Jan

Powdery Mildew

Published by Jan

 
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POWDERY MILDEW

 

 

Powdery mildew is a fungus!  It grows in cool, damp environments.

You must grow hardy, disease resistant strains and create ideal growing conditions for your plants!

Things to do to Prevent Powdery Mildew:

  • Thin branches-so light is not blocked.  Powdery mildew loves moist, cool conditions--allowing more light in will decrease the humidity and warm the area
  • Remove anything that blocks the air flow to the area.  This helps dry the area by increasing air circulation and is important if you have an ongoing powdery mildew problem.
  • Apply a biological fungicide to affected area.  Fungicide is a last resort, since most powdery mildew problems clear up with improved growing conditions.  Clear up powdery mildew problems quickly so your flowers (buds) are not destroyed!

Natural Fungicide  Megagro.com/GreenCure--treat and prevent plant fungus, cure mildew, molds and blights.

Copper Sulfate Crystals   coppersulfatecrystals.com

Integrated Pest Management (IPM)

 

Powdery mildew thrives where large amounts of nitrogen have been used on plants.

This fungus develops quickly under favorable conditions because the length of time between infection and the appearance of symptoms is usually only three to seven (3-7) days and a large number of conidia can be produced in a short time.

Favorable Conditions:

Dense plant growth, low light intensity.  High relative humidity (RH) is favorable for infection and conidial survival, infection can take place at RH levels as low as fifty (50%) percent.

Dry conditions are favorable for colonization, sporulation and dispersal.  Rain and free moisture on plant surfaces are unfavorable, however, disease development occurs in both the presence or absence of dew (water).  Infection can occur from fifty to ninety (50-90) degrees F.; mean temperatures of sixty eight to eighty (68-80) degrees F. are favorable.  Powdery mildew development is arrested at daytime temperatures of one hundred (100) degrees F. or higher.  Plants in the field are often not affected until after fruit initiation.  The leaves are most susceptible sixteen to twenty three (16-23) days after unfolding.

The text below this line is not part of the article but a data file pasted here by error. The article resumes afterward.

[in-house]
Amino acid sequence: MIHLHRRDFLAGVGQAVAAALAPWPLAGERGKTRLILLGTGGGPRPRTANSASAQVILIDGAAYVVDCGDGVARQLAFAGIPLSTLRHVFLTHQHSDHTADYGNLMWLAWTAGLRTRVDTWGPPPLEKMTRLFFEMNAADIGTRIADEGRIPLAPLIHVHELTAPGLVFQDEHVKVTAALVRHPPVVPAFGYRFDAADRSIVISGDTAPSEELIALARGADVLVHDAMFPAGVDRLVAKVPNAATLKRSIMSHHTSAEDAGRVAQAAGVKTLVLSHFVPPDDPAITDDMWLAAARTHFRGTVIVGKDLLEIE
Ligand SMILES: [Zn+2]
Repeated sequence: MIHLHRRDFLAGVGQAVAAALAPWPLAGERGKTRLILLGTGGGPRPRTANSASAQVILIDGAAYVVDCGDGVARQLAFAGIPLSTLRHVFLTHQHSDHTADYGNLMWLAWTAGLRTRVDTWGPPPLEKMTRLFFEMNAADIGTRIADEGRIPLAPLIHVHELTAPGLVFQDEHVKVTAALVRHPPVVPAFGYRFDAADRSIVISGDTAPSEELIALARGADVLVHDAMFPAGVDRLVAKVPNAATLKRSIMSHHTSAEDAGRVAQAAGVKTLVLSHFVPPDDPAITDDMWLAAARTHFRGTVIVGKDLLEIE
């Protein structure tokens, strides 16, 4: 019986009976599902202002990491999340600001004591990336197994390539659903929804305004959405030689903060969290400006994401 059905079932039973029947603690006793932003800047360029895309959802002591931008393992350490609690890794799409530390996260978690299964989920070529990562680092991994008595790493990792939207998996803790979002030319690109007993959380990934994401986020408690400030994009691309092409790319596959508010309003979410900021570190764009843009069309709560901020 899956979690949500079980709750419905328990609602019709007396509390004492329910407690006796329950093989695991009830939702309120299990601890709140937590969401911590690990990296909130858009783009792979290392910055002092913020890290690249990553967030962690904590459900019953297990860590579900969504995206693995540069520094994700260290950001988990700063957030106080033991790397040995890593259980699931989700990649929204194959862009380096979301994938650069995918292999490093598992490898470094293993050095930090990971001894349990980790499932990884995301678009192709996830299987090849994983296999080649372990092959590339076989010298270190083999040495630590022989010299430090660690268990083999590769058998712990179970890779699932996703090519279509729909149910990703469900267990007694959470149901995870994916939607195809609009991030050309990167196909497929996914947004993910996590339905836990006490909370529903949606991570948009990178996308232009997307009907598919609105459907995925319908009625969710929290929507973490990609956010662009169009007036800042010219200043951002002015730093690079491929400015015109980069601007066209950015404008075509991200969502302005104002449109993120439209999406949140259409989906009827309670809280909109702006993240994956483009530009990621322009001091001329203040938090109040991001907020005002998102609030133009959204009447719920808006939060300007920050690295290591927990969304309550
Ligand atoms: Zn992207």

Contrary to popular belief, powdery mildew does not require free water to establish and grow.  Infection can occur on dry leaves.  Warm temperatures and shady conditions encourage the fungus to grow and spread.  However, the spores and mycelium (roots) are sensitive to extreme heat and direct sunlight.

 

The optimum temperature for infection is between sixty eight to seventy seven (68-77) degrees F. and relative humidity between forty to one hundred (40-100) percent is sufficient for the spores to germinate.  Low, diffuse light also seems to favor powdery mildew development.  The mildew can spread rapidly since the disease cycle can be completed in as little as seventy two (72) hours.  However, it commonly takes seven to ten (7-10) days from the time of infection to the development of symptoms and secondary spore production.

 

Powdery mildew thrives where high rates of nitrogen have been used.  High nitrogen promotes tender leaf formation, causing dense stands (leaves) that are more suspetible to infections.  Adequately fertilize but avoid stimulating succulent growth.  Organic fertilizers or slow release fertilizers are best.

Prune out infected plant parts to increase airflow.  If infestations are severe, remove and destroy infected plants.  Disinfect pruning equipment in a bleach solution:  1 part bleach (clorox) to 4 parts water after each cut!

Do not crowd plants!  Ventilation will discourage mildew growth.  Water plants in the morning--they have all day to dry off!

 

Organic Sprays-

Sulfur is highly effective against powdery mildew.  Seven to fourteen (7-14) days between applications.

Garlic (high sulfur levels) and water spray.  Crush or use blender four to five (4-5) cloves of garlic.  Add to one (1) gallon spring water.

Baking Soda Spray-

1 teaspoon baking soda

1 quart water

2-3 drops liquid soap (surfactant) helps spray to stick to leaves (top and underside)

2-3 drops vegetable oil (olive, canola) helps contain spores

Put in spray bottle, shake well and spray plants every four to five (4-5) days.  Spray both sides of leaves.  You must use proper timing when applying fungicides--it is critical.

Why baking soda solution works?  This solution changes the pH balance on the surface of the leaves, making the environment unsuitable for the fungus, Powdery Mildew, to proliferate.

 

Product called "Serenade"--organic.  Good to cure powdery mildew and Botrytis.

Use good Integrated Pest Management (IPM) methods.

Video:  http://http://www.youtube.com/watch?feature=player_detailpage&v=vKsBffgditAwww.youtube.com/watch?feature=player_detailpage&v=vKsBffgditA

 

 

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augiemoore38
Tuesday, May 27 at 4:07a
 
thanks jan good video